What have car sales and the economic recovery got in common?
Is the two-tier economy a myth? New car sales stats certainly seem to suggest that the economic recovery is not restricted to the greater Dublin area
An analysis of new car sales by county released by car history experts, Motorcheck.ie, today shows that Dublin, and its surrounding counties, are not out-performing the so called economically disadvantaged areas. Quite the opposite in fact as Dublin is the worst performing county in Ireland when looking at the year-on-year increase in new car sales for all counties.
Of course in absolute volume terms, the home county of the nation’s capital remains on top – with a population now stretching beyond the one-million mark it would be hard for it to be otherwise.
Things get a little more interesting though when you leave the simple sales figures totals behind and venture into the world of percentages. At that point, you can ignore the population base (to an extent) and see which counties are punching above their weight in terms of percentage increase in new car sales. Is it possible that, at long last, the economies of the outlying cities and counties are actually starting to compete with the capital? Since new car sales are often referred to as a good barometer of economic activity, let’s have a look at the figures…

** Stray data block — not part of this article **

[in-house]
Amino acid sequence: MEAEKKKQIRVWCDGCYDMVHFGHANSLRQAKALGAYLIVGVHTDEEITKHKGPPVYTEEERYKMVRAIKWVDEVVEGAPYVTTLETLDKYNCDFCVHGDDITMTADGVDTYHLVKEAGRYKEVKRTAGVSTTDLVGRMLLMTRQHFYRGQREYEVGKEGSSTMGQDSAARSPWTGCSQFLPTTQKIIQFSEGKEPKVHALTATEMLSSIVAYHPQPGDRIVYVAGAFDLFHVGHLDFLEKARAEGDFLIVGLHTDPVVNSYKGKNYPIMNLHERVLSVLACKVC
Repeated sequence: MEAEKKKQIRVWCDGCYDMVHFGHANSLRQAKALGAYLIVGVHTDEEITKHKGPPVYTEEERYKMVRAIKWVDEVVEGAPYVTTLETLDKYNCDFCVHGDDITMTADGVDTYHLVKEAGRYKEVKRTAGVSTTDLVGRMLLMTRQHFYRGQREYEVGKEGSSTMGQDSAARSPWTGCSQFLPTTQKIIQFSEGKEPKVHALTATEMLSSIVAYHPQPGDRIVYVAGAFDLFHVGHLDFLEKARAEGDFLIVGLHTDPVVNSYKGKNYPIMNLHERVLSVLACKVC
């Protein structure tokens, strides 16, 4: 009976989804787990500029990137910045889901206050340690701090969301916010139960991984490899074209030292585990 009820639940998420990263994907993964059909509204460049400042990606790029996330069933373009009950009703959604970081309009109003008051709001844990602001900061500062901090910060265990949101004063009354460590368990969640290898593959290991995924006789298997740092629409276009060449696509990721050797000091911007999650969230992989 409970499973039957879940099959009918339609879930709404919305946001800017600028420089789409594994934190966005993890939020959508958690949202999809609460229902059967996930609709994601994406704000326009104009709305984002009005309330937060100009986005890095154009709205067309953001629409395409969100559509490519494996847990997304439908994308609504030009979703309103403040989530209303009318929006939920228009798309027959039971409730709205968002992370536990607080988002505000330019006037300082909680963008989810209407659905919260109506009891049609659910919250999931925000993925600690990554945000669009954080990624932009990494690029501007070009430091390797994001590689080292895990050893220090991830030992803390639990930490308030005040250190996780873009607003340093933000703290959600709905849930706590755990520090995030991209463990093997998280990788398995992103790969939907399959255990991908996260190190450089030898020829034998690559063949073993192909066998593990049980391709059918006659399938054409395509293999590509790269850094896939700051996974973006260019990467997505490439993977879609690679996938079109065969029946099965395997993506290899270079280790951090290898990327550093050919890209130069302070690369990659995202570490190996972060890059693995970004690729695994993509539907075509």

Lies, Damn Lies and Statistics
Overall this year, to the end of September 90,603 new cars have been registered nationwide, which represents a 27% increase on the same period in 2013. Dublin, however, is actually well below the national average registering only a 20% rise in new car sales for the period.
If it’s the outright champion of all-Ireland car sales increases you’re looking for, you actually need to look at Cavan, where a climb in sales from 649 cars registered up to September 2013 to 979 cars registered for the same period in 2014 puts it at a 51% increase, almost double the national average.
Behind Cavan we find both Clare and Leitrim, which saw a 47% climb followed by Carlow and Monaghan which each posted a 40% increase in new car sales. A full breakdown by county, province and economic region is available in the table below.